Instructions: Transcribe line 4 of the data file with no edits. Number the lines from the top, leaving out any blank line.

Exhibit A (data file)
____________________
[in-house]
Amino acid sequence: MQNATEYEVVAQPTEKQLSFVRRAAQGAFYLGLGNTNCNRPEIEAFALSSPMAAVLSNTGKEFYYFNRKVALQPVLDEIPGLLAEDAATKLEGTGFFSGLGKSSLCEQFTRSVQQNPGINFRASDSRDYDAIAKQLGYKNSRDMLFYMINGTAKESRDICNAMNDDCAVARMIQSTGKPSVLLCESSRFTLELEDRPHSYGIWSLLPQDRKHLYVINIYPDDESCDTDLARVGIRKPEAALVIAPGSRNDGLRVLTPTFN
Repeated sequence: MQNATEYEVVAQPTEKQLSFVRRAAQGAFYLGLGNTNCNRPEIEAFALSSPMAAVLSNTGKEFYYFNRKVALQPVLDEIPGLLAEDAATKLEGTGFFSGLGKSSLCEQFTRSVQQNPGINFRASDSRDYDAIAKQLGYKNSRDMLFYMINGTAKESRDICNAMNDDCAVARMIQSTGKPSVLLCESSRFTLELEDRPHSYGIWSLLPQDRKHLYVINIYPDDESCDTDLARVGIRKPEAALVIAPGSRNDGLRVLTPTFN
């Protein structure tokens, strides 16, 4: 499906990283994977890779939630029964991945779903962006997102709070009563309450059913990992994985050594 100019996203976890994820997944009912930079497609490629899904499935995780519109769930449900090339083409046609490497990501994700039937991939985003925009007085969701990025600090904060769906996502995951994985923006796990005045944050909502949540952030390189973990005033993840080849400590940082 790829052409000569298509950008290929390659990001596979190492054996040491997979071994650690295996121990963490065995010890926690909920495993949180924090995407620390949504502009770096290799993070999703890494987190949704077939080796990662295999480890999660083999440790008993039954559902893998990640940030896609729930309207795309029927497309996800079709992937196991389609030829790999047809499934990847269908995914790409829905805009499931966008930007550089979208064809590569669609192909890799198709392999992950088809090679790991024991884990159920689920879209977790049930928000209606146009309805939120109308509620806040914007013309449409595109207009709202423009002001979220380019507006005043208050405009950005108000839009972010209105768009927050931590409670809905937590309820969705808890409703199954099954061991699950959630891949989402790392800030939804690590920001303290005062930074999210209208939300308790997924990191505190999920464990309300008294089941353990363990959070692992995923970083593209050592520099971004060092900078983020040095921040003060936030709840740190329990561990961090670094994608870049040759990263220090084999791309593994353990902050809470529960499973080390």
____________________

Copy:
């Protein structure tokens, strides 16, 4: 499906990283994977890779939630029964991945779903962006997102709070009563309450059913990992994985050594 100019996203976890994820997944009912930079497609490629899904499935995780519109769930449900090339083409046609490497990501994700039937991939985003925009007085969701990025600090904060769906996502995951994985923006796990005045944050909502949540952030390189973990005033993840080849400590940082 790829052409000569298509950008290929390659990001596979190492054996040491997979071994650690295996121990963490065995010890926690909920495993949180924090995407620390949504502009770096290799993070999703890494987190949704077939080796990662295999480890999660083999440790008993039954559902893998990640940030896609729930309207795309029927497309996800079709992937196991389609030829790999047809499934990847269908995914790409829905805009499931966008930007550089979208064809590569669609192909890799198709392999992950088809090679790991024991884990159920689920879209977790049930928000209606146009309805939120109308509620806040914007013309449409595109207009709202423009002001979220380019507006005043208050405009950005108000839009972010209105768009927050931590409670809905937590309820969705808890409703199954099954061991699950959630891949989402790392800030939804690590920001303290005062930074999210209208939300308790997924990191505190999920464990309300008294089941353990363990959070692992995923970083593209050592520099971004060092900078983020040095921040003060936030709840740190329990561990961090670094994608870049040759990263220090084999791309593994353990902050809470529960499973080390």